When you install the Windows NT Option Pack (Internet Information Server—IIS 4.0 and several other applications), the installation downgrades the existing Microsoft Data Access Components (MDAC) to the version that shipped with the option pack distribution media. This is a problem if you have updated MDAC components to the latest version for Y2K compatibility. To avoid overwriting newer versions, you need to comment out the line "DAC=dabsetup.dllo, DAGSetup, deagsetup.inf" in IIS installation file Iisv4.inf before you reinstall or reapply the option pack.
Microsoft Support Online article Q247553 documents the required .inf modifications and cautions that the workaround is effective only if your system already has MDAC components installed. If you disable the Option Pack MDAC installation on a system that doesn't have MDAC, IIS 4.0 won't run.
DNS and Firewall Interaction
When you use a Microsoft DNS server to resolve client queries for Internet hosts, the DNS server might not be able to resolve some domain names, including www.apple.com and www.fda.gov. This problem occurs when you use a Windows NT DNS server inside the firewall to query an authoritative name server outside the firewall, and the external DNS server that replies to the request has a different source IP address than the address you sent the query to. The firewall discards the reply from the external DNS server because the internal host (the DNS server inside the firewall) originally opened the connection to a different destination IP address than the IP address the reply was received on (the first external DNS server).
To avoid this problem, set the internal DNS "Forwarders" option to a DNS server outside the firewall. The forwarders option instructs the internal DNS server to do a recursive query to an external DNS server, which causes the reply to issue from the same source IP address that you sent the query to. Alternatively, you can set a rule on the firewall to allow any inbound traffic destined for port 53 to the IP address of the internal Microsoft DNS server. With this setting, the firewall won't drop the replies even though they're from a different source address than the one you sent the query to. Microsoft Support Online article Q247681 documents this name resolution issue.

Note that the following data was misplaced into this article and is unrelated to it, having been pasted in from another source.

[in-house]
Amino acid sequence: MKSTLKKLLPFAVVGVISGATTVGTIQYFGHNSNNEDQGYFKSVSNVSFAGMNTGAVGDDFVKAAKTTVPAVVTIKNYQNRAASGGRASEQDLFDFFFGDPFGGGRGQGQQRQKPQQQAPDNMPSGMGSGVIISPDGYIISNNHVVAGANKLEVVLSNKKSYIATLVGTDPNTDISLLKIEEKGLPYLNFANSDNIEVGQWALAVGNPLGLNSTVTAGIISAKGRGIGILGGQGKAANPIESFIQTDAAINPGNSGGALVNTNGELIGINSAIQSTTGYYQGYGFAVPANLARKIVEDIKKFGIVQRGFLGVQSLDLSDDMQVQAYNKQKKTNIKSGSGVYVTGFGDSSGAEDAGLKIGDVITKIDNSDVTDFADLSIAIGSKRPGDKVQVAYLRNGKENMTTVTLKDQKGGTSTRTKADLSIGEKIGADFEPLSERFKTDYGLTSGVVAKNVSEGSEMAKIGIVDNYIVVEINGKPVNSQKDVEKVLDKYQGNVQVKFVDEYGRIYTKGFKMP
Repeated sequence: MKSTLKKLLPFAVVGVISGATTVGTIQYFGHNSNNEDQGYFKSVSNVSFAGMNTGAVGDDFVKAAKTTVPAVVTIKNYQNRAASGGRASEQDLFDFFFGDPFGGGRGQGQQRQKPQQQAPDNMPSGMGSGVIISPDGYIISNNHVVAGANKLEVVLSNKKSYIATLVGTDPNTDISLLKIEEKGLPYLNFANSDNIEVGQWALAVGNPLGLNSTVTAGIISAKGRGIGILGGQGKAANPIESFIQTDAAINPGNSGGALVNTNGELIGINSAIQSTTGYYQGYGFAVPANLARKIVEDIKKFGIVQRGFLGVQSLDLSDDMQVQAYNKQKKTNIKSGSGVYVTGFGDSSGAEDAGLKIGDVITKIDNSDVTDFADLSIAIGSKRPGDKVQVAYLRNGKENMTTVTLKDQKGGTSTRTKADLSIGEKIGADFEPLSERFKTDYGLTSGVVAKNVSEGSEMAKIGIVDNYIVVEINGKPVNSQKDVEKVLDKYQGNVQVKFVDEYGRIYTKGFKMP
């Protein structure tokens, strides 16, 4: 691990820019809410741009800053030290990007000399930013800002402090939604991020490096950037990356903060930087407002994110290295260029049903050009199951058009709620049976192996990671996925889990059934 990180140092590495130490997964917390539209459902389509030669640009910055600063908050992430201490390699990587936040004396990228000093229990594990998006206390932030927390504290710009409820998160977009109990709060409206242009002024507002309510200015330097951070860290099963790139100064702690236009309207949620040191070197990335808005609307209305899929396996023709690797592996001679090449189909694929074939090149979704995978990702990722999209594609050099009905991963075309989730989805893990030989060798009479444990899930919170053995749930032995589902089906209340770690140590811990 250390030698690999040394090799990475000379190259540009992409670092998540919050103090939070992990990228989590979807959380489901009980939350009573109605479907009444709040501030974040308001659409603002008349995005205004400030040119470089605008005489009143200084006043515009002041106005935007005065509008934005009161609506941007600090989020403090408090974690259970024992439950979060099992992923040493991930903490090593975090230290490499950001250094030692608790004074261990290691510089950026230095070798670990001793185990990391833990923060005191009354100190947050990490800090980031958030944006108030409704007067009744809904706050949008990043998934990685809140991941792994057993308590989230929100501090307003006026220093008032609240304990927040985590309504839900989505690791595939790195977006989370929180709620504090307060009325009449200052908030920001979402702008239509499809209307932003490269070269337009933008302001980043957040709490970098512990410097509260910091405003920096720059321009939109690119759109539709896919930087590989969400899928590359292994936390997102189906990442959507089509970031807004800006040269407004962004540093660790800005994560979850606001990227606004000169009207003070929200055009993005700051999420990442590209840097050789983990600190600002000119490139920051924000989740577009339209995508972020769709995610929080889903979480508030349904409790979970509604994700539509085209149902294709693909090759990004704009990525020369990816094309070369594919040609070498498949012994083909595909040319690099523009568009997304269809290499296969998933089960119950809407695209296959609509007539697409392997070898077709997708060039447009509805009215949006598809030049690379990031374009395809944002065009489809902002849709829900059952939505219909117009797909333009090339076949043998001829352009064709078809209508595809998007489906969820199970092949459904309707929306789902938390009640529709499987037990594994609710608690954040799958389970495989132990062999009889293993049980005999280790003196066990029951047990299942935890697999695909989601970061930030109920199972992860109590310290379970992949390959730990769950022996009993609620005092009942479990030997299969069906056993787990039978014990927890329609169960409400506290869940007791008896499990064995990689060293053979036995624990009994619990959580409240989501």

DNS CNAME Translation
Most network administrators define multiple CNAME entries such as www and ftp on DNS servers to provide user-friendly names for internal Web sites. When the host record (the A record) resides in a delegated subzone, the DNS server responds incorrectly when you reference the CNAME as a fully qualified domain name (e.g., www.mynet.com). According to Microsoft Support Online article Q248123 , ping www.mynet.com and Nslookup www.mynet.com don't correctly translate the CNAME when the FQDN is defined in a subzone. The symptoms are
- The DNS server responds with "Bad IP Address" when you ping the CNAME.
- The DNS server responds with "Can’t find x.y.z: non-existent domain" when you use Nslookup to resolve the name.
To work around the problem, move the whole "zone records" section of the parent zone below the "delegated sub-zone" section in the DNS zone file. You can get a bug fix for this problem from Microsoft Support.
Looking for Winnt32.exe or Setupdd.sys?
The last couple of downloadable service packs haven't included the Windows NT native setup utility winnt32.exe or the SCSI driver setupdd.sys, although these files accompanied the service packs that shipped on CD-ROM. Winnt32 is a handy tool that lets you perform an upgrade or a reinstall on a running NT system and setupdd.sys recognizes your SCSI boot drive. According to Microsoft Support Online article Q236158 you can download these files from the NT Service Pack 4 (SP4) directory at the Microsoft FTP site. Even though you'll find the files in the SP4 directory, these two utilities operate correctly with SP4 through SP6a.